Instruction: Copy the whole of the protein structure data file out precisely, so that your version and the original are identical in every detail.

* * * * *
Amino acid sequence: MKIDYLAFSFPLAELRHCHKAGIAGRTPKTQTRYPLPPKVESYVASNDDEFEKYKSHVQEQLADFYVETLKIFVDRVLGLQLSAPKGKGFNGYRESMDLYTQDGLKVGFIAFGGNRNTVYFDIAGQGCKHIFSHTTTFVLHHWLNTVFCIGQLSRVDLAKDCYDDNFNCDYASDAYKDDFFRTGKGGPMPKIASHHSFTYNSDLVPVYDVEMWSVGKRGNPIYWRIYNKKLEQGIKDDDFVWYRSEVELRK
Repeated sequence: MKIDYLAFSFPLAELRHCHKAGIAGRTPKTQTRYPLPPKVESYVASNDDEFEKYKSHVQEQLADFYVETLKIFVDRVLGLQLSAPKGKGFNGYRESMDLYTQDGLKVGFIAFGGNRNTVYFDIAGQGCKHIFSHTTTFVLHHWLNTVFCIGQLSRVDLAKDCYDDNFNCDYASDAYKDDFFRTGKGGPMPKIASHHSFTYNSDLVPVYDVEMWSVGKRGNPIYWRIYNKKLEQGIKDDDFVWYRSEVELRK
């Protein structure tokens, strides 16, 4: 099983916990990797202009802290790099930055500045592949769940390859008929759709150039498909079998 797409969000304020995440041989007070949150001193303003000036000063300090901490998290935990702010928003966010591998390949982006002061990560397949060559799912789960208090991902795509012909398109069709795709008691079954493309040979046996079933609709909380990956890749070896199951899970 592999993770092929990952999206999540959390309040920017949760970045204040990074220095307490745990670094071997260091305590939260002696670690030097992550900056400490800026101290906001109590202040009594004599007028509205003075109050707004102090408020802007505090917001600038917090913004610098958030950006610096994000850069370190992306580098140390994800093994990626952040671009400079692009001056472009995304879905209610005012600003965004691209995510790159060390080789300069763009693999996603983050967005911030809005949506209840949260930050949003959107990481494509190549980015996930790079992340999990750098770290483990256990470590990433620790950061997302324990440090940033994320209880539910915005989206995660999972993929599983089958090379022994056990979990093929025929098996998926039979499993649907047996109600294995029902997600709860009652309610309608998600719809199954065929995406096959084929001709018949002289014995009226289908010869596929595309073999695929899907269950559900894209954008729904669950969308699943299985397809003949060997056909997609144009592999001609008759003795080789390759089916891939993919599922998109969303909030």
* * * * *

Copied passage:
Amino acid sequence: MKIDYLAFSFPLAELRHCHKAGIAGRTPKTQTRYPLPPKVESYVASNDDEFEKYKSHVQEQLADFYVETLKIFVDRVLGLQLSAPKGKGFNGYRESMDLYTQDGLKVGFIAFGGNRNTVYFDIAGQGCKHIFSHTTTFVLHHWLNTVFCIGQLSRVDLAKDCYDDNFNCDYASDAYKDDFFRTGKGGPMPKIASHHSFTYNSDLVPVYDVEMWSVGKRGNPIYWRIYNKKLEQGIKDDDFVWYRSEVELRK
Repeated sequence: MKIDYLAFSFPLAELRHCHKAGIAGRTPKTQTRYPLPPKVESYVASNDDEFEKYKSHVQEQLADFYVETLKIFVDRVLGLQLSAPKGKGFNGYRESMDLYTQDGLKVGFIAFGGNRNTVYFDIAGQGCKHIFSHTTTFVLHHWLNTVFCIGQLSRVDLAKDCYDDNFNCDYASDAYKDDFFRTGKGGPMPKIASHHSFTYNSDLVPVYDVEMWSVGKRGNPIYWRIYNKKLEQGIKDDDFVWYRSEVELRK
């Protein structure tokens, strides 16, 4: 099983916990990797202009802290790099930055500045592949769940390859008929759709150039498909079998 797409969000304020995440041989007070949150001193303003000036000063300090901490998290935990702010928003966010591998390949982006002061990560397949060559799912789960208090991902795509012909398109069709795709008691079954493309040979046996079933609709909380990956890749070896199951899970 592999993770092929990952999206999540959390309040920017949760970045204040990074220095307490745990670094071997260091305590939260002696670690030097992550900056400490800026101290906001109590202040009594004599007028509205003075109050707004102090408020802007505090917001600038917090913004610098958030950006610096994000850069370190992306580098140390994800093994990626952040671009400079692009001056472009995304879905209610005012600003965004691209995510790159060390080789300069763009693999996603983050967005911030809005949506209840949260930050949003959107990481494509190549980015996930790079992340999990750098770290483990256990470590990433620790950061997302324990440090940033994320209880539910915005989206995660999972993929599983089958090379022994056990979990093929025929098996998926039979499993649907047996109600294995029902997600709860009652309610309608998600719809199954065929995406096959084929001709018949002289014995009226289908010869596929595309073999695929899907269950559900894209954008729904669950969308699943299985397809003949060997056909997609144009592999001609008759003795080789390759089916891939993919599922998109969303909030």